In the beginning, and every day, the toil
Do you remember those first few days when you joined a new software project? Perhaps it was at your current job? Or maybe when you started contributing to an open source project? Or maybe it was when you decided to get your hands dirty with the latest fad framework?
Even in 2017, the place you often start is by going through a list of step-by-step instructions in a wiki, a README, or given to you by a fellow developer. Usually, you need to install this, then install that, put this file here, and run this script there. It’s pretty tedious, error-prone, and often requires improvisation to account for things changing.
And of course, it’s not just at the start of a project. There are tedious tasks that you have to perform daily as a developer. Building your application, running unit tests, running functional tests, setting up seed data, creating certificates, generating versioned packages, setting up infrastructure, deploying your application, the list goes on.
The developer automation industry
Alas, for software developers, setting up and managing environments, and the daily humdrum involved in development, testing and production has been a timeless problem. Automating all of this has produced whole products, companies, and ecosystems. There are categories and sub-categories of tools and services to automate all aspects of the day-to-day of a developer.
Docker graces us with its glory
Along came Docker. Docker, and containers in general, are a giant leap forward to making all of this easier. Create a Docker image or two with all of your application components, dependencies and configuration, and you can be assured that you can spin up a consistent environment for your application. Once you’ve gone through the work of creating the images, spinning up containers is quick, easy, and consistent on most modern infrastructure. Composing and managing multiple containers for more complex environments is also straightforward with the emergence of solid orchestration solutions (Kubernetes is the way forward here).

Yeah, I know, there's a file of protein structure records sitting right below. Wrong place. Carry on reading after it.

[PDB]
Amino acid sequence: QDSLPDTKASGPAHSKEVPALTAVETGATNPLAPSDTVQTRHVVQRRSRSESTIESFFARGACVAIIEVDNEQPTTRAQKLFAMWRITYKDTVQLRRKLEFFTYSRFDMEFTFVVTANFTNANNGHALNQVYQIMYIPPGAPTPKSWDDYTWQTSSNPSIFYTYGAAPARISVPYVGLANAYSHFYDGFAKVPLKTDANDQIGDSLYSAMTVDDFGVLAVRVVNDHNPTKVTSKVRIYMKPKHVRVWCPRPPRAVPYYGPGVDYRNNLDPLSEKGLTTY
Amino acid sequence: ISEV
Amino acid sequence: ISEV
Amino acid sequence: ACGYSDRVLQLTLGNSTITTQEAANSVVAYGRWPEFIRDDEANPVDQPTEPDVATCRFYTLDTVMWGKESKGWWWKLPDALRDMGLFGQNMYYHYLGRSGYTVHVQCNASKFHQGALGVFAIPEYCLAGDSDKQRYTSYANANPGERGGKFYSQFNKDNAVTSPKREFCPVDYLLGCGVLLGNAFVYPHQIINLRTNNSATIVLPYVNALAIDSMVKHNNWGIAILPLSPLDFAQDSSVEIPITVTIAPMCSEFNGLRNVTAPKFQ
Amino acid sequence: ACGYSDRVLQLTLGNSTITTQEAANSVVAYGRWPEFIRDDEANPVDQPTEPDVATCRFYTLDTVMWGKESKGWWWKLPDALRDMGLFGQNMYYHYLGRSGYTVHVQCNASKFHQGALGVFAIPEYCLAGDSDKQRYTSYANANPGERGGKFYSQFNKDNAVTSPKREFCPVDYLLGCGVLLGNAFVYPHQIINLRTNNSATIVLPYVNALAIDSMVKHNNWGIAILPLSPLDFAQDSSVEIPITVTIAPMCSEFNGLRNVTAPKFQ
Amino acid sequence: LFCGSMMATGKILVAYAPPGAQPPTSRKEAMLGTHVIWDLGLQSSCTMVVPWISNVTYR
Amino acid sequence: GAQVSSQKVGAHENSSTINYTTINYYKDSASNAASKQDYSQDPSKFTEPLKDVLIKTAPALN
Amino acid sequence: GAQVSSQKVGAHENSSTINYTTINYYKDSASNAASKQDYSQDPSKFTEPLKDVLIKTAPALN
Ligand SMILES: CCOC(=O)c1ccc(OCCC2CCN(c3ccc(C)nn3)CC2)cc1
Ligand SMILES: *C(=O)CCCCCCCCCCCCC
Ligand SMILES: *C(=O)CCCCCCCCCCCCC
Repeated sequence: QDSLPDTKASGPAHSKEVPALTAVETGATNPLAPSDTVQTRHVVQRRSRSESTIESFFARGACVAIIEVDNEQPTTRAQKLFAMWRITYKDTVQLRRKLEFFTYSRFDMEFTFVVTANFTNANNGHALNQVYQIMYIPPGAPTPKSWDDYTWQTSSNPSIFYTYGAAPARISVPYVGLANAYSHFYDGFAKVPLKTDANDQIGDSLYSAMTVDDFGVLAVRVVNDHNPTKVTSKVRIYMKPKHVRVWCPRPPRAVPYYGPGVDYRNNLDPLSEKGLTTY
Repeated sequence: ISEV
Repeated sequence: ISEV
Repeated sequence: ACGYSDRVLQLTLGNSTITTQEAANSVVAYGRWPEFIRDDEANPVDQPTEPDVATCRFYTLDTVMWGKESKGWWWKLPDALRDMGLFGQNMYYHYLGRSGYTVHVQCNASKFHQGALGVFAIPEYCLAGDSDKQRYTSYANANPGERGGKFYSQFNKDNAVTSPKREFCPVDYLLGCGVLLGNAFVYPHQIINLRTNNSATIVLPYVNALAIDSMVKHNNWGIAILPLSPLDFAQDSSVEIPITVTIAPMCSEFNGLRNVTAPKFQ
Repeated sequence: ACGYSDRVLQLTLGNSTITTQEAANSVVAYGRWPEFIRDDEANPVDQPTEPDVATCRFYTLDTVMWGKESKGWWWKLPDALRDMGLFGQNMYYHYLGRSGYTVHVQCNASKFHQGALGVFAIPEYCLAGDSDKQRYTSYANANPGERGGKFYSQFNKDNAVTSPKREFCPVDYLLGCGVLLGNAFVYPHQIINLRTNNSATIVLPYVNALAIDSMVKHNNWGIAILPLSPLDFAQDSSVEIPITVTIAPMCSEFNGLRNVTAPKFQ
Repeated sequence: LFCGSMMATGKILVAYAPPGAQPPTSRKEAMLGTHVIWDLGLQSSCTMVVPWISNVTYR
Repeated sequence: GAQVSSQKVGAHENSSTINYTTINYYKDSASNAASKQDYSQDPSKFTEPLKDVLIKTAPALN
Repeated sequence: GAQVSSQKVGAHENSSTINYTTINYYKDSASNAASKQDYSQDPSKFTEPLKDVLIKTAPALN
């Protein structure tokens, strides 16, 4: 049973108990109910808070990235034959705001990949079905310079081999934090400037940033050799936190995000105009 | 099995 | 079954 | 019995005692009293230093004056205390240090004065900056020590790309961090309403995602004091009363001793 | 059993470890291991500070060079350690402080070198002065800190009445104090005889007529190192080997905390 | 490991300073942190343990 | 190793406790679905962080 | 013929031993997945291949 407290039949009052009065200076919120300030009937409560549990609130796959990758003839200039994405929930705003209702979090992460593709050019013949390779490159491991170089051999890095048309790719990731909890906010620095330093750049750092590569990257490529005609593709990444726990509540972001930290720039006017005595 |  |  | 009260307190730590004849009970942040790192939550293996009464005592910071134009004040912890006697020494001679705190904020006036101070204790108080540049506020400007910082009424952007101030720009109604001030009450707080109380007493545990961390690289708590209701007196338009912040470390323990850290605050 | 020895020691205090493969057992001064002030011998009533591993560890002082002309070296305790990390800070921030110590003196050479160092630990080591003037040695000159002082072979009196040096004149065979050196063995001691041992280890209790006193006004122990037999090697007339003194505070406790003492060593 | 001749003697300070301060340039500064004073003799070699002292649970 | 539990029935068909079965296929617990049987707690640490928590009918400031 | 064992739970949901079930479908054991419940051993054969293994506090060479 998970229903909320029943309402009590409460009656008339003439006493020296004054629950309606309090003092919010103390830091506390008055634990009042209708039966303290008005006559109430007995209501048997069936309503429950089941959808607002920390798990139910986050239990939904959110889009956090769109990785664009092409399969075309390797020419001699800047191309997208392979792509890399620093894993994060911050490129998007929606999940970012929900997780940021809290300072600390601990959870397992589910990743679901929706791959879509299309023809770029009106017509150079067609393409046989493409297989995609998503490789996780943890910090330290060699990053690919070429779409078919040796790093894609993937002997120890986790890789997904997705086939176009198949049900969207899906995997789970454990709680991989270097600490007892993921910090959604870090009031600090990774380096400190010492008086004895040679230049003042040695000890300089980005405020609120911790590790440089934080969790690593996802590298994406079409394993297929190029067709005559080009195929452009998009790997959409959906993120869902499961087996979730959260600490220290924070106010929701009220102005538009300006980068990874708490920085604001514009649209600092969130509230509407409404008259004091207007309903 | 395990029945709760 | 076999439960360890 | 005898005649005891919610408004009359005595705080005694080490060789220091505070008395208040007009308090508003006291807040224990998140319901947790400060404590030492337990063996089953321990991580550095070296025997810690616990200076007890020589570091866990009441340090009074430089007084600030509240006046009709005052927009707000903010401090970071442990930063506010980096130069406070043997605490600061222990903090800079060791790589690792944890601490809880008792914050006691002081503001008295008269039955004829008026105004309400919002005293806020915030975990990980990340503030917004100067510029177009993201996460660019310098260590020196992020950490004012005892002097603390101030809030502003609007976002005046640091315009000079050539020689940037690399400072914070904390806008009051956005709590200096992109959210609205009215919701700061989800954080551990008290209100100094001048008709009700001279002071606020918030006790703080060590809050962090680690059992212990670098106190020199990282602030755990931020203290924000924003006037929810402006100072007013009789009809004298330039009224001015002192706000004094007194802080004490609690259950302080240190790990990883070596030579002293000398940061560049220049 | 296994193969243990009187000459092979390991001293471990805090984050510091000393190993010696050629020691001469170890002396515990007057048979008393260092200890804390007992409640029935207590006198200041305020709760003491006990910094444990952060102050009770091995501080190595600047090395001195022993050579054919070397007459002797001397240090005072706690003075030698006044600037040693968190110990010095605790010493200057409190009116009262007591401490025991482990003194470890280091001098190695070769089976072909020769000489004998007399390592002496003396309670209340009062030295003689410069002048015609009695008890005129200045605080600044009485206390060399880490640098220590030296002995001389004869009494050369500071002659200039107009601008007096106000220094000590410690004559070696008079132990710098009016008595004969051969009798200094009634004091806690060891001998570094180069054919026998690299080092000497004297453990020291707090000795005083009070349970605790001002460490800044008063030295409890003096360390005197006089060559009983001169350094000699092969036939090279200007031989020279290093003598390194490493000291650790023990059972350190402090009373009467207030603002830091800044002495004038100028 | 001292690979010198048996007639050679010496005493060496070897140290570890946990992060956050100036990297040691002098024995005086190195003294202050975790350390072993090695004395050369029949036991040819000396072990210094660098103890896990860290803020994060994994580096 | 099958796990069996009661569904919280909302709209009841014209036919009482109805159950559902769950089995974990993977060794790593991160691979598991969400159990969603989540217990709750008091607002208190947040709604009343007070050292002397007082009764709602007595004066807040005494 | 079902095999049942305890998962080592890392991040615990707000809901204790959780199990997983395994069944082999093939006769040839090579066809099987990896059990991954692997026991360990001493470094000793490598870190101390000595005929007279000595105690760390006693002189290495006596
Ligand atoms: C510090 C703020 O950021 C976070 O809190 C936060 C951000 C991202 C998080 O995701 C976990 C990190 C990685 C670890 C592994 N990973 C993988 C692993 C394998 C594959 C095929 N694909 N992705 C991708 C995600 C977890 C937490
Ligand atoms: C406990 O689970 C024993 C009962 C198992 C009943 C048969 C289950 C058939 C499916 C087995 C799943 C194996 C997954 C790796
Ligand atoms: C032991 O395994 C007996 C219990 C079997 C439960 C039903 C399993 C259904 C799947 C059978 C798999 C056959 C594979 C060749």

The adoption trends for containers indicate that many see the glory. Most cloud providers offer a container solution, and all indications are that enterprises are starting to use containers for managing environments, both in testing and production (by the way, I know that not everyone will share the container love – by all means, vent in the comments below).
The curious case of local development environments
Indeed, even most cloud CI (continuous integration) providers these days are built on containers. Yes, from automated CI builds, to testing, to production, containers are the answer for consistent environments, and indeed automation for development.
Despite the adoption of containers for testing and production, we generally don’t seem to use containers for creating consistent local development environments. Of course, I am painting with a broad brush here but the usual story for setting up a local development environment remains read the wiki, or read the README, and go through a step-by-step list of things to install, scripts to run, and configuration to setup.
Ready to develop the team’s web application? Install JDK 8, and Maven, and run the Maven build script to build the backend. Install Node.js 8, change the configuration in the
package.json, and run
npm install, and
npm run start to build and run the frontend. Install MySQL, and Rabbit, change the configuration on the backend to point to them, and then run
mvn spring-boot:run to run the application.
This can all obviously be made into a Docker image so that running the app is just launching a container from that image. Or perhaps a set of containers, composed with Swarm or Kubernetes. Similarly, a Docker container based on an image already containing Maven can be used to build the backend. And a Docker container based on a Node.js image can be used to build the frontend. But we don’t do this, generally speaking. Kudos if you do – whether you do or don’t, read on.
Containers for local development
So why don’t we use a Docker container to do things like compiling the application, or running functional tests? Well, consider what you would need to do in order to use Docker to perform these day-to-day development tasks:
- You’ll have to first install Docker
- Then, you’ll have to create a Dockerfile with the tools you would need to perform your development task (or search for a Docker image which has what you need)